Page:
Part of PC gaming is this infinitely configurable box of components that allow it to do what it does. The advantage of consoles is that they’re extremely compatible. It’s safe to assume that made for a console will run just as well on any given machine. The downside being that they’re very alike. A PS4 is a PS4 is a PS4.

The natural disadvantage of the PC is it’s hard to gauge what’s going to run well and what isn’t, especially on a budget. A decent amount of time must be spent considering the power vs cost of each component in addition to overall compatibility. Websites like PC Part Picker and Game Debate make this easier, but it’s still an ordeal even for the knowledgeable.

The last thing before we get down to brass tacks. The vast majority of this build is not actually mine. Credit for the build goes to my wife, who spent a great deal of time poking through discard piles, overstock, and making back room deals. All I did was come along and add a hard drive and change the GPU.

Motherboard – ASUS P6T SE


asus p6t se
Stock image from ASUS

This is the build’s original motherboard, and it shows. Overall I’ve liked it and it’s held up well.  My only real complaint is the placement of the sata ports, particularly the two next to the memory slots, are awkward. They cables have to be removed in order to remove sticks. Not an operation issue, but troubleshooting bad memory it gets old.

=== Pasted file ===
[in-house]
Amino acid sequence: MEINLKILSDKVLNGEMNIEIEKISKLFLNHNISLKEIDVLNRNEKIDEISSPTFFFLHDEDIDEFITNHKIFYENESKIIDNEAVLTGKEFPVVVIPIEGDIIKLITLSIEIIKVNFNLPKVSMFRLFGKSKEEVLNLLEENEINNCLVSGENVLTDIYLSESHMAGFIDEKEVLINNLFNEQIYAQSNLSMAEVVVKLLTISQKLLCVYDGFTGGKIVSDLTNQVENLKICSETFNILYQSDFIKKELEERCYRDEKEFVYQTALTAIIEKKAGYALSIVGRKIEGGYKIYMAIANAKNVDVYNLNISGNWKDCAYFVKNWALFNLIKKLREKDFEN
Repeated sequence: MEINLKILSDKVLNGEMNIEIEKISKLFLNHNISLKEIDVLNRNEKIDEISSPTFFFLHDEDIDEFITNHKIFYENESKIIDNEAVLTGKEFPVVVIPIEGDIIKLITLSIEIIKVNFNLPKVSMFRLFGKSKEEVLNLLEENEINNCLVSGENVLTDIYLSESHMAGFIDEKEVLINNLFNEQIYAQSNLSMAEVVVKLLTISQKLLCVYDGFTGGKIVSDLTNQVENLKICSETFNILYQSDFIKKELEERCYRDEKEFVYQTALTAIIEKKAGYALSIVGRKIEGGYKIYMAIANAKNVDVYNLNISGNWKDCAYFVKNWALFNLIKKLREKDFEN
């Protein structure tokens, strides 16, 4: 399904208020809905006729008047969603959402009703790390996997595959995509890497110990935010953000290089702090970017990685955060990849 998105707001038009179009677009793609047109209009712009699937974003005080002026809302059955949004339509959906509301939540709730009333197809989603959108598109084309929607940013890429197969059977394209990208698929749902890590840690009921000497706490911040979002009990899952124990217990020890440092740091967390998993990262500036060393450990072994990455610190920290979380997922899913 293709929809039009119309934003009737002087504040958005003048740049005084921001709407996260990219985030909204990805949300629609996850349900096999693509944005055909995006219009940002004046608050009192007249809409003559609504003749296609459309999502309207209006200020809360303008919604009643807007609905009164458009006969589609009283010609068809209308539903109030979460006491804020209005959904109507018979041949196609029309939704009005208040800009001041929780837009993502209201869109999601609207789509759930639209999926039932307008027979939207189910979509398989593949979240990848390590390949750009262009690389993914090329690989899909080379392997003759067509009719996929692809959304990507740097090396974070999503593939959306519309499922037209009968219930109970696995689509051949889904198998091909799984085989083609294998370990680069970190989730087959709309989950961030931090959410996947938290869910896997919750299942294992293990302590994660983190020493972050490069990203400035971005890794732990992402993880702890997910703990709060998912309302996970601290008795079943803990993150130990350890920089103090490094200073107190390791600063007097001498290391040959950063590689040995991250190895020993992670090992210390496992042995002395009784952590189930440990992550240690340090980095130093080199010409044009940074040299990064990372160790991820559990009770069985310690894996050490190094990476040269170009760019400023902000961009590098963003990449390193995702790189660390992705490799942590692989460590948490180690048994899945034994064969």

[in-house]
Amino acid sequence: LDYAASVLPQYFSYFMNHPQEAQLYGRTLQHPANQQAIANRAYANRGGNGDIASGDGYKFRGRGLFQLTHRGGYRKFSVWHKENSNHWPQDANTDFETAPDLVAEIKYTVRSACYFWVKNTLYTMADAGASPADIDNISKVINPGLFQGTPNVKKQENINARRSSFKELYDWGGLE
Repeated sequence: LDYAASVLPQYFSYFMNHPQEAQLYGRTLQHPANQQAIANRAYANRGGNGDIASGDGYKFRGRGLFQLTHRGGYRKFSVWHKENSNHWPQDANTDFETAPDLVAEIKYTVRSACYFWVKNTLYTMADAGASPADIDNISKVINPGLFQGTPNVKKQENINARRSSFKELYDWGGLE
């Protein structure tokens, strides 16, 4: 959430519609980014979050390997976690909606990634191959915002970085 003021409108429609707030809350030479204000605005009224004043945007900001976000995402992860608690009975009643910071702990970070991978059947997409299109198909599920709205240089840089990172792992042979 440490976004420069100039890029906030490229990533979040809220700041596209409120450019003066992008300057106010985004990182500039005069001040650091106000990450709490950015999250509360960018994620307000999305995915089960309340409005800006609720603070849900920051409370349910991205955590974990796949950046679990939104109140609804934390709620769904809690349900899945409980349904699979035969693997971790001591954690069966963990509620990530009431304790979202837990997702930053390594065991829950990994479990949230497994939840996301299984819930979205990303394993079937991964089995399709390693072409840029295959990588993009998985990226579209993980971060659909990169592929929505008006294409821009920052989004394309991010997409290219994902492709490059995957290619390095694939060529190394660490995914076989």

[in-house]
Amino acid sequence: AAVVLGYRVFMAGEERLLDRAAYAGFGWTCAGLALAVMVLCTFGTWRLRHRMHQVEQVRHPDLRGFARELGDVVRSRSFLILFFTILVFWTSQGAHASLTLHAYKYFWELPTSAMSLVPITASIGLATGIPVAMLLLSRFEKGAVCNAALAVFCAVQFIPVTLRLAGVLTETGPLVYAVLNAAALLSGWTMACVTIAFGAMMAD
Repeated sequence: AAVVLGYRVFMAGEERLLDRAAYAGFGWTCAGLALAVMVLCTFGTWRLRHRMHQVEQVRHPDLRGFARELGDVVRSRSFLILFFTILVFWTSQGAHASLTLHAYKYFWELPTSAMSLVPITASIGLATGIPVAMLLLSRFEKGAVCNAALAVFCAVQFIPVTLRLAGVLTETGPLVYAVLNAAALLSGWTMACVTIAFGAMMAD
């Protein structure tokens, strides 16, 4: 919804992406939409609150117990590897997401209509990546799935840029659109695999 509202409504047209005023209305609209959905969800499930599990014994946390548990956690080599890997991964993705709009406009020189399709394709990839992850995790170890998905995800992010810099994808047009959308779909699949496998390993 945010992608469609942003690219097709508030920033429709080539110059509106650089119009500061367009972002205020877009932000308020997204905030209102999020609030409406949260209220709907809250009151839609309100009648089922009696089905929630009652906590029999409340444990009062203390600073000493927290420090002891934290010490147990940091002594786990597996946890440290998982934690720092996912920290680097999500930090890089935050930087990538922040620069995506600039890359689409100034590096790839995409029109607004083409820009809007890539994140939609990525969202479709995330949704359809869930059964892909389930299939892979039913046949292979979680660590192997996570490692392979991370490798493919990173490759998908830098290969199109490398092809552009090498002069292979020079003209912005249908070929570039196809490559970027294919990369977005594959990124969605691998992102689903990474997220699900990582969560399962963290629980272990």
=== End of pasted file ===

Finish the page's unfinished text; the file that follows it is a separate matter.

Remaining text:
It’s been through a lot of rough times though. Only half of the USB ports are still usable. The others have broken through various applied forces. This is number one on the list for my next big upgrade.

CPU – Intel Core i7 950

One of the now weaker points, this particular series of chip is almost 10 years old now.  It’s a quad core 3ghz cpu. It has served me quite well, but struggles with cpu heavy operations like trying to run a modded minecraft server and playing the game at the same time.

I’ll replace this along with the motherboard in my next big upgrade.

Memory DDR3 – 10G

Not much to say here.  It’s just cheap memory.  Slow but functional.

GPU – AMD Radeon R9 380

Stock image from Sapphire Tech

I don’t change GPUs often, so I have a hard time really comparing these things.  This has been a good card so far. I picked it up for around $200 a couple years ago. Only real complaint has been that is only has one HDMI port.  It replaced a much older sapphire nitro card. It was an efficiency model that didn’t even need fans.

HDD – 4 Standard HDD in varying sizes.

I don’t have an SSD in this computer yet. It’s on the list for the next major upgrade if I can afford it.


Fairly standard PSU, not modular. I’m not super impressed with it, but it’s cheap.  Lasts about a year.

Case – DIYPC Alnitak-BK Black

Stock image from DIY PC

I’m quite fond of this case, but blue is kinda my thing. I’m not really invested in it. It was cheap and functional.

That usb/sound board on the front came loose after a year or so though. It’s still usable, but it’s hanging out the side of the case. It’s also a bit small, but I don’t have room in the desk for a larger case. My wife insists that the case goes inside the desk.

computer desk
The whole bugger in place.

So this is my workspace. That joystick normally sits on that front left corner of the desk when I’m not using it, but I was playing Elite for tomorrows post while I cleaned and fleshed this out. It’s not normally this clean, I promise.

I’m sure I’ll revisit this around January/February when I start looking at options for an upgrade

One thought on “My PC

  1. I like upgrading my PC. The one problem I run into is that so many of the parts are dependant on one another, like if in replacing the CPU I’ll most likely need to replace the MB. If I’m replacing the MB I may need to think of a different case. A new case might mean a new slot for an extra hard drive… Etc.. 😂


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